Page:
Selkirk area battered by golf ball-size hail, winds that bent trees 'like a toothpick'
Strong winds, hail didn't last long, but caused significant damage, homeowners say
Strong winds and golf ball-size hail pelted an area of Manitoba Friday night.
"It came out of nowhere," said Jason Lavigne, who lives less than a kilometre south of Lower Fort Garry. His sister noticed the winds pick up around 6:30 p.m. and part of his fence started to bend a bit.
"Within about a minute of her saying that, that chunk came flying into the yard. So we went running out to try and secure what we could," said Lavigne.
"The kids were out playing, so we ran them into the house. Within two minutes … it was just torrential downpours and the wind had picked up to the point where I had picked something up, and it ripped it out of my hand," he said.
"I had trouble walking back to the house, the wind was so strong."
Some areas northeast of Winnipeg, including Selkirk, Birds Hill, Cooks Creek and Nopiming Provincial Park, saw hail ranging from the size of a quarter to as big as a loonie, Environment and Climate Change Canada meteorologist Justin Shelley said.
"We've had a bit of a slower year when it comes to thunderstorms overall, but up to golf ball-sized hail is a normal occurrence for July."
WATCH | Video shows hail near West St. Paul:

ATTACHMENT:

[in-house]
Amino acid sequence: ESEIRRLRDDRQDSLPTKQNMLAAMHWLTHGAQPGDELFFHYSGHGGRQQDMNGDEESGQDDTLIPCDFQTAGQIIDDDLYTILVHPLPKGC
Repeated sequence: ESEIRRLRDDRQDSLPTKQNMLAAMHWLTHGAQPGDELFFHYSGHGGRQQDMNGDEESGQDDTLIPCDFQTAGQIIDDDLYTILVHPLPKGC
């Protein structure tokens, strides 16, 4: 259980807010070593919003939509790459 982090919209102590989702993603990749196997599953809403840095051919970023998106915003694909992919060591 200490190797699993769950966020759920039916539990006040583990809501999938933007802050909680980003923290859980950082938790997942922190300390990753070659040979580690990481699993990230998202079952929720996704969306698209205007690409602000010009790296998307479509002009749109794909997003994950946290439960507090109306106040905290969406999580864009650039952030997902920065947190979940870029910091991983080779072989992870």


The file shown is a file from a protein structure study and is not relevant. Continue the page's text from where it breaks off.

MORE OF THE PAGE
The winds picked up in parts of Manitoba's Interlake on Friday night too, Shelley said. Narcisse saw the strongest gusts, up to 111 kilometres per hour, while winds in Teulon reached 78 kilometres per hour.
In Dugald, just east of Winnipeg, they hit 76 kilometres per hour.
'Could have been a lot worse'
In the Selkirk area, where winds were around 60 kilometres per hour, residents say they're now dealing with insurance claims to fix their roofs and cut down trees.
"I had trees that are two feet in diameter that bent like a toothpick," said Lavigne, who now has to cut down about five trees on his property.
Environment Canada hasn't declared the event, which Lavigne esimates lasted about 90 minutes, as a tornado.
"Maybe technically in intensity it wasn't a tornado, but looking at the pattern of it, it was certainly moving as if it was," said Lavigne, an airline transport pilot who says he's been through two tornadoes before.
"It was strange."
He checked radar images of the storm later.
"I went, 'Oh, man, that would explain it.' When you start seeing magenta and stuff on the radar, that's the kind of stuff we fly around [as pilots].
"So the fact that it made contact here like that — well, it could have been a lot worse."